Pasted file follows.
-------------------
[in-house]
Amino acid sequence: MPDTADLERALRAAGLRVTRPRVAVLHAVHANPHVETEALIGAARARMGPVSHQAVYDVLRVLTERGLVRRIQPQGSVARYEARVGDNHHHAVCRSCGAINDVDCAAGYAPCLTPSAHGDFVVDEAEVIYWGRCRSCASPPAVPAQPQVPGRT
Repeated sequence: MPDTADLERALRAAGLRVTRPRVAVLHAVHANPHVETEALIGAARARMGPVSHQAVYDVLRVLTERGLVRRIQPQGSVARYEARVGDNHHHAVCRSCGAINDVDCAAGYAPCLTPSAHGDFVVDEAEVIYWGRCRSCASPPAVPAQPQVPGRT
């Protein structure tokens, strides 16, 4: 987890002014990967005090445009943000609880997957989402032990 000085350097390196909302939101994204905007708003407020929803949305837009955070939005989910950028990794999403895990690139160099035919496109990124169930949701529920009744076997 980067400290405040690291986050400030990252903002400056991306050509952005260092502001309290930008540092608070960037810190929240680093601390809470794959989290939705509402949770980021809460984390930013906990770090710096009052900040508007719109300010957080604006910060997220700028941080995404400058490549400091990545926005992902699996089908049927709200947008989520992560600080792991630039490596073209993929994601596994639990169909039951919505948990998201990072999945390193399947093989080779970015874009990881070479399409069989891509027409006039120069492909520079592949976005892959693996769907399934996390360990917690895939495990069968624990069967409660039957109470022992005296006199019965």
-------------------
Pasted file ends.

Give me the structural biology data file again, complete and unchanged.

[in-house]
Amino acid sequence: MPDTADLERALRAAGLRVTRPRVAVLHAVHANPHVETEALIGAARARMGPVSHQAVYDVLRVLTERGLVRRIQPQGSVARYEARVGDNHHHAVCRSCGAINDVDCAAGYAPCLTPSAHGDFVVDEAEVIYWGRCRSCASPPAVPAQPQVPGRT
Repeated sequence: MPDTADLERALRAAGLRVTRPRVAVLHAVHANPHVETEALIGAARARMGPVSHQAVYDVLRVLTERGLVRRIQPQGSVARYEARVGDNHHHAVCRSCGAINDVDCAAGYAPCLTPSAHGDFVVDEAEVIYWGRCRSCASPPAVPAQPQVPGRT
């Protein structure tokens, strides 16, 4: 987890002014990967005090445009943000609880997957989402032990 000085350097390196909302939101994204905007708003407020929803949305837009955070939005989910950028990794999403895990690139160099035919496109990124169930949701529920009744076997 980067400290405040690291986050400030990252903002400056991306050509952005260092502001309290930008540092608070960037810190929240680093601390809470794959989290939705509402949770980021809460984390930013906990770090710096009052900040508007719109300010957080604006910060997220700028941080995404400058490549400091990545926005992902699996089908049927709200947008989520992560600080792991630039490596073209993929994601596994639990169909039951919505948990998201990072999945390193399947093989080779970015874009990881070479399409069989891509027409006039120069492909520079592949976005892959693996769907399934996390360990917690895939495990069968624990069967409660039957109470022992005296006199019965």